Corn and soybean demand improving

By Debra Levey Larson 
U of I News Bureau

Soybean, and to some extent corn prices, continue to recover from the recent lows.  July 2016 soybean futures increased $2 per bushel, or 23 percent, from the close on March 1 to the close on May 13.  July 2016 corn futures increased 35 cents, or 10 percent, from the close on March 31 to the close on May 13. According to a University of Illinois agricultural economist, soybean basis levels have generally weakened over the past two and a half months so that cash prices have increased less than futures prices. Corn basis has been variable, but generally steady since late March.

“A number of factors have contributed to the price rally,” says Darrel Good. “The most recent support came from the USDA’s May World Agricultural Supply and Demand Estimates (WADSE) report.  As expected, that report contained smaller forecasts of the size of the South American corn and soybean crops. The forecast of combined soybean production in Brazil and Argentina was reduced by almost 130 million bushels, or just over 2 percent, from the April forecast.  The forecast of combined corn production for the two countries was reduced by 157 million bushels, or nearly 4 percent. It seems likely that the forecast size of the Brazilian corn crop will decline further as drought conditions continue to intensify in northern growing areas, even as southern areas receive heavy rainfall.”

The lower South American production forecasts contribute to prospects for larger U.S. corn and soybean exports during the current marketing year as well as during the 2016-17 marketing year. The USDA now forecasts U.S. corn exports during the current year at 1.725 billion bushels, 75 million more than forecast last month.

“The pace of shipments and new sales certainly support the larger forecast,” Good says.

Exports during the 2016-17 marketing year are projected at 1.9 billion bushels, slightly above the average magnitude of exports of the past 41 years. Soybean exports during the current year are forecast at 1.74 billion bushels, 35 million bushels above the April projection. Exports during the 2016-17 marketing year are projected at 1.885 billion bushels, 42 million bushels larger than the record exports during the 2014-15 marketing year. The large forecast for 2016-17 reflects expectations for only a modest increase in South American soybean production in 2017 and continued strong import demand from China. Chinese soybean imports from all sources during the upcoming marketing year are forecast at 3.2 billion bushels, up from the record 3.05 billion expected this year. China is expected to account for 64 percent of total world soybean imports, representing 28 percent of the soybeans produced outside of China.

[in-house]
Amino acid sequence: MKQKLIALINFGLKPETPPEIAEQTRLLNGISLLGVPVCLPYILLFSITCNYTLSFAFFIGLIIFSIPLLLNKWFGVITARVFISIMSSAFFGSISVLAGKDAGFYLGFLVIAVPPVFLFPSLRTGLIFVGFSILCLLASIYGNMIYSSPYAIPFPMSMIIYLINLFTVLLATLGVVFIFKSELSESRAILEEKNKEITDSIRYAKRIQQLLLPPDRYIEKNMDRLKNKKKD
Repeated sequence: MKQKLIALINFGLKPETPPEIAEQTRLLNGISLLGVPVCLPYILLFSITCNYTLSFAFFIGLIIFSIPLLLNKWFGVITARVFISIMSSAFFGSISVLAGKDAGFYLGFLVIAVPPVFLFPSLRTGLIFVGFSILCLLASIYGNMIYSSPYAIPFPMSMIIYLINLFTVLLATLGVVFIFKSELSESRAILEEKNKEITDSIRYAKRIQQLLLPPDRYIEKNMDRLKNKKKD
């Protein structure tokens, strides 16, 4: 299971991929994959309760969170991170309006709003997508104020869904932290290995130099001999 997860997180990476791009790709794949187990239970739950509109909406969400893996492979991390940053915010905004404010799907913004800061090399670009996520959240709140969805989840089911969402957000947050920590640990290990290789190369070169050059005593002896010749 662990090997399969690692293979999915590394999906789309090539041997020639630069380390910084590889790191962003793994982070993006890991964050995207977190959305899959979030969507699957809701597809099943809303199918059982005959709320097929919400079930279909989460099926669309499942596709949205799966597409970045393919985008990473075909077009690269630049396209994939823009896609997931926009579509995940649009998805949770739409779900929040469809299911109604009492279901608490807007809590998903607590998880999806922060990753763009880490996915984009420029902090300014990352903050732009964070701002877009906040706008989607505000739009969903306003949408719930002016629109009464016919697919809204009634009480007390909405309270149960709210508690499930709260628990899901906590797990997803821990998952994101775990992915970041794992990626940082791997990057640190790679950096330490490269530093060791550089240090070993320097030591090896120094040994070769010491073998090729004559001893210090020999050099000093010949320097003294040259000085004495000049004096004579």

In addition to larger exports, domestic consumption of corn and soybeans is expected to increase during the 2016-17 marketing year. The domestic soybean crush is expected to increase by 35 million bushels from the record crush of 1.88 billion bushels during the current marketing year on the strength of expanding livestock production and slightly larger exports due to less competition from South America.

Corn used for ethanol during the upcoming year is forecast at 5.3 billion bushels, up 50 million bushels expected for the current year. “The increase reflects expectations of continued increases in domestic gasoline consumption and less competition from sorghum as an ethanol feedstock,” Good says. Feed and residual use of corn is projected at a 9-year high of 5.55 billion bushels, 300 million above the forecast for the current year. The large forecast reflects expectations of abundant corn supplies, increasing livestock production, and a small reduction in feed use of other grains.

With planted acreage at the level indicated in the USDA’s March 31, Prospective Plantings report and yields at trend levels, the May WASDE report forecast that year-ending stocks of soybeans will decline from 400 million bushels this year to 305 million bushels next year. Year-ending stocks of corn are expected to increase from 1.8 to 2.15 billion bushels. Projections for both crops are much smaller than generally expected.

“With demand for U.S. corn and soybeans expected to be bolstered by smaller crops in South America, robust Chinese demand for soybeans, and expanding livestock production in the United States, the focus will once again turn back to the prospective size of U.S. crops,” Good says. “The first issue is the magnitude of planted acreage, with two unsettled questions.  The first question is whether the magnitude of total acreage of spring-planted crops will exceed intentions reported in March. The second question is about the magnitude of corn and soybean acreage. With soybean prices increasing more than corn prices since the planting intentions survey was conducted, and with the delay in corn planting in some areas, expectations are for there to be some switching from corn to soybeans. The most likely areas for that to happen are where corn planting is expected to be the most delayed, including Ohio and Indiana. Planting intention for those two states were reported at 9.35 million acres for corn and 10.2 million acres for soybeans. The USDA’s Crop Progress report indicated that only 22 percent of those 19.55 million acres had been planted as of May 8.

“Within a fairly wide range of acreage, the size of the 2016 U.S. corn and soybean crops will mostly depend on the nature of the growing season and average yields,” Good says. “For much of the winter and early spring, the consensus seemed to be that without a weather issue this summer that resulted in below-trend yields, corn and soybean prices would continue to decline. If the USDA’s demand projections are correct, it now seems appropriate to reverse that thinking. Without large U.S. crops this year, prices will likely move higher.”

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